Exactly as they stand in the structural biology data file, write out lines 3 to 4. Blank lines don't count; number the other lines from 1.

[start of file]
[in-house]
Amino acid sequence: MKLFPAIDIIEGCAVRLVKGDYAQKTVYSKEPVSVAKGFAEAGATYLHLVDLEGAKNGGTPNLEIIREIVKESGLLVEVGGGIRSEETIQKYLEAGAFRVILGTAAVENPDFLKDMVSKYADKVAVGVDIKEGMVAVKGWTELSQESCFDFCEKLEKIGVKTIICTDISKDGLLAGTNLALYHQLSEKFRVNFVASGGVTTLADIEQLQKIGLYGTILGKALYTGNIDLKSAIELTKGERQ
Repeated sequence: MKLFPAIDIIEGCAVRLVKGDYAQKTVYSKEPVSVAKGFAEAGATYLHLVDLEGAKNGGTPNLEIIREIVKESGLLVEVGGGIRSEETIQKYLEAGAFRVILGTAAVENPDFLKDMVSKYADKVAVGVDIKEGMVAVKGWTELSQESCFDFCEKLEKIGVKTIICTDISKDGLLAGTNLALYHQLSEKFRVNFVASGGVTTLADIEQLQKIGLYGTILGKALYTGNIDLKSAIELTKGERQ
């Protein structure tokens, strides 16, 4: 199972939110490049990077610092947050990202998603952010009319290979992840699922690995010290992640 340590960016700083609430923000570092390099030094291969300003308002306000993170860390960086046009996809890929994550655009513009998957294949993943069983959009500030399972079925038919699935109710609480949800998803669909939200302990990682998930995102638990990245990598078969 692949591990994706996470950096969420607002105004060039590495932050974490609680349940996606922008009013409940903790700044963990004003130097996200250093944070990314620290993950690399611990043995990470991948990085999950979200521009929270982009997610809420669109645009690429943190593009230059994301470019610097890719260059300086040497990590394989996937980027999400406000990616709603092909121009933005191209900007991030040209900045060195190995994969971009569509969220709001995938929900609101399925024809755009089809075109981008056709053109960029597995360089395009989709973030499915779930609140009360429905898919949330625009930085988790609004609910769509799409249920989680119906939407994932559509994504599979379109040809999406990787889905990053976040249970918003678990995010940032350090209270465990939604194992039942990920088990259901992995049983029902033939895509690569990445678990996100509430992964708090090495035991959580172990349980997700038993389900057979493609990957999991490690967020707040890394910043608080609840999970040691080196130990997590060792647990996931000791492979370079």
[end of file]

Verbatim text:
Repeated sequence: MKLFPAIDIIEGCAVRLVKGDYAQKTVYSKEPVSVAKGFAEAGATYLHLVDLEGAKNGGTPNLEIIREIVKESGLLVEVGGGIRSEETIQKYLEAGAFRVILGTAAVENPDFLKDMVSKYADKVAVGVDIKEGMVAVKGWTELSQESCFDFCEKLEKIGVKTIICTDISKDGLLAGTNLALYHQLSEKFRVNFVASGGVTTLADIEQLQKIGLYGTILGKALYTGNIDLKSAIELTKGERQ
């Protein structure tokens, strides 16, 4: 199972939110490049990077610092947050990202998603952010009319290979992840699922690995010290992640 340590960016700083609430923000570092390099030094291969300003308002306000993170860390960086046009996809890929994550655009513009998957294949993943069983959009500030399972079925038919699935109710609480949800998803669909939200302990990682998930995102638990990245990598078969 692949591990994706996470950096969420607002105004060039590495932050974490609680349940996606922008009013409940903790700044963990004003130097996200250093944070990314620290993950690399611990043995990470991948990085999950979200521009929270982009997610809420669109645009690429943190593009230059994301470019610097890719260059300086040497990590394989996937980027999400406000990616709603092909121009933005191209900007991030040209900045060195190995994969971009569509969220709001995938929900609101399925024809755009089809075109981008056709053109960029597995360089395009989709973030499915779930609140009360429905898919949330625009930085988790609004609910769509799409249920989680119906939407994932559509994504599979379109040809999406990787889905990053976040249970918003678990995010940032350090209270465990939604194992039942990920088990259901992995049983029902033939895509690569990445678990996100509430992964708090090495035991959580172990349980997700038993389900057979493609990957999991490690967020707040890394910043608080609840999970040691080196130990997590060792647990996931000791492979370079």